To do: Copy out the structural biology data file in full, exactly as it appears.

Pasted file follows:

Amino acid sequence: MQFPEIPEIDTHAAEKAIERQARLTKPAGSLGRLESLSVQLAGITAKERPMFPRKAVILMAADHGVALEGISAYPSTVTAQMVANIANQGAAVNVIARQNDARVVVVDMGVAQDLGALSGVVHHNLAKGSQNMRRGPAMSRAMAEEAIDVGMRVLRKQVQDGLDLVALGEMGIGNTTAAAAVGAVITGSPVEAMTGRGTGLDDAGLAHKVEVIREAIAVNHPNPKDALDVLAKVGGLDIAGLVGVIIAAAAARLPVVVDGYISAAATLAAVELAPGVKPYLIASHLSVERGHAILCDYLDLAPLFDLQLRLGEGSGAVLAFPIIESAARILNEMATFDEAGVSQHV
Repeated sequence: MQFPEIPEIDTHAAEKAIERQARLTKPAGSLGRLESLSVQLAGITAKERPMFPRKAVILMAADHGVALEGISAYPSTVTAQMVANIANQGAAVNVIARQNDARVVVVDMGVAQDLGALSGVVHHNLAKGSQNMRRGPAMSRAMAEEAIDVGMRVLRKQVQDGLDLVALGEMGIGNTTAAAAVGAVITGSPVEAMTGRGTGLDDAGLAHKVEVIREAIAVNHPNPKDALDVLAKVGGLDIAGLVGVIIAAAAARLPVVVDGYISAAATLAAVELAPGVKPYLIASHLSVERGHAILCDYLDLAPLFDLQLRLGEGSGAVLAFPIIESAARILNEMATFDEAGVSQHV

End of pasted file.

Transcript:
Amino acid sequence: MQFPEIPEIDTHAAEKAIERQARLTKPAGSLGRLESLSVQLAGITAKERPMFPRKAVILMAADHGVALEGISAYPSTVTAQMVANIANQGAAVNVIARQNDARVVVVDMGVAQDLGALSGVVHHNLAKGSQNMRRGPAMSRAMAEEAIDVGMRVLRKQVQDGLDLVALGEMGIGNTTAAAAVGAVITGSPVEAMTGRGTGLDDAGLAHKVEVIREAIAVNHPNPKDALDVLAKVGGLDIAGLVGVIIAAAAARLPVVVDGYISAAATLAAVELAPGVKPYLIASHLSVERGHAILCDYLDLAPLFDLQLRLGEGSGAVLAFPIIESAARILNEMATFDEAGVSQHV
Repeated sequence: MQFPEIPEIDTHAAEKAIERQARLTKPAGSLGRLESLSVQLAGITAKERPMFPRKAVILMAADHGVALEGISAYPSTVTAQMVANIANQGAAVNVIARQNDARVVVVDMGVAQDLGALSGVVHHNLAKGSQNMRRGPAMSRAMAEEAIDVGMRVLRKQVQDGLDLVALGEMGIGNTTAAAAVGAVITGSPVEAMTGRGTGLDDAGLAHKVEVIREAIAVNHPNPKDALDVLAKVGGLDIAGLVGVIIAAAAARLPVVVDGYISAAATLAAVELAPGVKPYLIASHLSVERGHAILCDYLDLAPLFDLQLRLGEGSGAVLAFPIIESAARILNEMATFDEAGVSQHV